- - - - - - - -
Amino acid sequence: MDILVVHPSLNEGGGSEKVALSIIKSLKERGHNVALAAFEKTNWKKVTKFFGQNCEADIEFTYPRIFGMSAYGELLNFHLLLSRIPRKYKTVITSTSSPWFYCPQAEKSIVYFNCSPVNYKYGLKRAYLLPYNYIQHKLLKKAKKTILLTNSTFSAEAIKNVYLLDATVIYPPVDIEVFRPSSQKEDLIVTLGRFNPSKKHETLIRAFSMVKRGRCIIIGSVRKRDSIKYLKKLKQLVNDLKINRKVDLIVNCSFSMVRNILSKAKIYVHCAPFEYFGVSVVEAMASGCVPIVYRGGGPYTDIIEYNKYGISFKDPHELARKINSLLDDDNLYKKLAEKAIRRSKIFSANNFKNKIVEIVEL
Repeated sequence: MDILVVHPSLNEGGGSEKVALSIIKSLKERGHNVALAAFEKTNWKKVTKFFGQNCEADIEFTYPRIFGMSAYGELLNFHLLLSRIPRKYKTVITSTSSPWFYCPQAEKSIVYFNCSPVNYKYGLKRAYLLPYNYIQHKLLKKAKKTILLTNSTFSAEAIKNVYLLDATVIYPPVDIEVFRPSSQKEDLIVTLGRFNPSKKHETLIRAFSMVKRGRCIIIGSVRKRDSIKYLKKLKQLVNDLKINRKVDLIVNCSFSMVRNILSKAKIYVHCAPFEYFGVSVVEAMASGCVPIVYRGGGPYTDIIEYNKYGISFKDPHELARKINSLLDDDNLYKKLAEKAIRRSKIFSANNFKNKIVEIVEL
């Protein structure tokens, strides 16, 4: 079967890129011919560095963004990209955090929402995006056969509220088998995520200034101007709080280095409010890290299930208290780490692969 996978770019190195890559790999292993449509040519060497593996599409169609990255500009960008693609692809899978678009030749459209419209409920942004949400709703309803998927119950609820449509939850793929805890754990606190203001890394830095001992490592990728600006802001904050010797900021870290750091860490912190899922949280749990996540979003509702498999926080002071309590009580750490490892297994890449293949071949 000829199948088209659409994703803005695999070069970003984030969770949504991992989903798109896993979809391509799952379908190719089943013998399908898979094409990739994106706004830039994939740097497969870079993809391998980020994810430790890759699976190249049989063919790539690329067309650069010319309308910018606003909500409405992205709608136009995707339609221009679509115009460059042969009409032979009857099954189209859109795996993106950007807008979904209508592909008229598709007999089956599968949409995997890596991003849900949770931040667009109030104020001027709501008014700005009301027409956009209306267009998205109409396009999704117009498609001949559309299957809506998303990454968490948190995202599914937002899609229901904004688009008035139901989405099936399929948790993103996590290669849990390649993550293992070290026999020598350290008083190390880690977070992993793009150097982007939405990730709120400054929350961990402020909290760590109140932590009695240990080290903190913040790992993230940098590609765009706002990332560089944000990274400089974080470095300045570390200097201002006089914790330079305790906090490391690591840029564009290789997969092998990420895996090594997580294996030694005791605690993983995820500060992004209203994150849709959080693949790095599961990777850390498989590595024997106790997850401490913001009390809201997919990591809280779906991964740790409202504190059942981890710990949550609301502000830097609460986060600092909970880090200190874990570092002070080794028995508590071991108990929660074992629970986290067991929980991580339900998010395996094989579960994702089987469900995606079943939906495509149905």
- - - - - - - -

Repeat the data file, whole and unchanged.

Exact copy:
Amino acid sequence: MDILVVHPSLNEGGGSEKVALSIIKSLKERGHNVALAAFEKTNWKKVTKFFGQNCEADIEFTYPRIFGMSAYGELLNFHLLLSRIPRKYKTVITSTSSPWFYCPQAEKSIVYFNCSPVNYKYGLKRAYLLPYNYIQHKLLKKAKKTILLTNSTFSAEAIKNVYLLDATVIYPPVDIEVFRPSSQKEDLIVTLGRFNPSKKHETLIRAFSMVKRGRCIIIGSVRKRDSIKYLKKLKQLVNDLKINRKVDLIVNCSFSMVRNILSKAKIYVHCAPFEYFGVSVVEAMASGCVPIVYRGGGPYTDIIEYNKYGISFKDPHELARKINSLLDDDNLYKKLAEKAIRRSKIFSANNFKNKIVEIVEL
Repeated sequence: MDILVVHPSLNEGGGSEKVALSIIKSLKERGHNVALAAFEKTNWKKVTKFFGQNCEADIEFTYPRIFGMSAYGELLNFHLLLSRIPRKYKTVITSTSSPWFYCPQAEKSIVYFNCSPVNYKYGLKRAYLLPYNYIQHKLLKKAKKTILLTNSTFSAEAIKNVYLLDATVIYPPVDIEVFRPSSQKEDLIVTLGRFNPSKKHETLIRAFSMVKRGRCIIIGSVRKRDSIKYLKKLKQLVNDLKINRKVDLIVNCSFSMVRNILSKAKIYVHCAPFEYFGVSVVEAMASGCVPIVYRGGGPYTDIIEYNKYGISFKDPHELARKINSLLDDDNLYKKLAEKAIRRSKIFSANNFKNKIVEIVEL
């Protein structure tokens, strides 16, 4: 079967890129011919560095963004990209955090929402995006056969509220088998995520200034101007709080280095409010890290299930208290780490692969 996978770019190195890559790999292993449509040519060497593996599409169609990255500009960008693609692809899978678009030749459209419209409920942004949400709703309803998927119950609820449509939850793929805890754990606190203001890394830095001992490592990728600006802001904050010797900021870290750091860490912190899922949280749990996540979003509702498999926080002071309590009580750490490892297994890449293949071949 000829199948088209659409994703803005695999070069970003984030969770949504991992989903798109896993979809391509799952379908190719089943013998399908898979094409990739994106706004830039994939740097497969870079993809391998980020994810430790890759699976190249049989063919790539690329067309650069010319309308910018606003909500409405992205709608136009995707339609221009679509115009460059042969009409032979009857099954189209859109795996993106950007807008979904209508592909008229598709007999089956599968949409995997890596991003849900949770931040667009109030104020001027709501008014700005009301027409956009209306267009998205109409396009999704117009498609001949559309299957809506998303990454968490948190995202599914937002899609229901904004688009008035139901989405099936399929948790993103996590290669849990390649993550293992070290026999020598350290008083190390880690977070992993793009150097982007939405990730709120400054929350961990402020909290760590109140932590009695240990080290903190913040790992993230940098590609765009706002990332560089944000990274400089974080470095300045570390200097201002006089914790330079305790906090490391690591840029564009290789997969092998990420895996090594997580294996030694005791605690993983995820500060992004209203994150849709959080693949790095599961990777850390498989590595024997106790997850401490913001009390809201997919990591809280779906991964740790409202504190059942981890710990949550609301502000830097609460986060600092909970880090200190874990570092002070080794028995508590071991108990929660074992629970986290067991929980991580339900998010395996094989579960994702089987469900995606079943939906495509149905």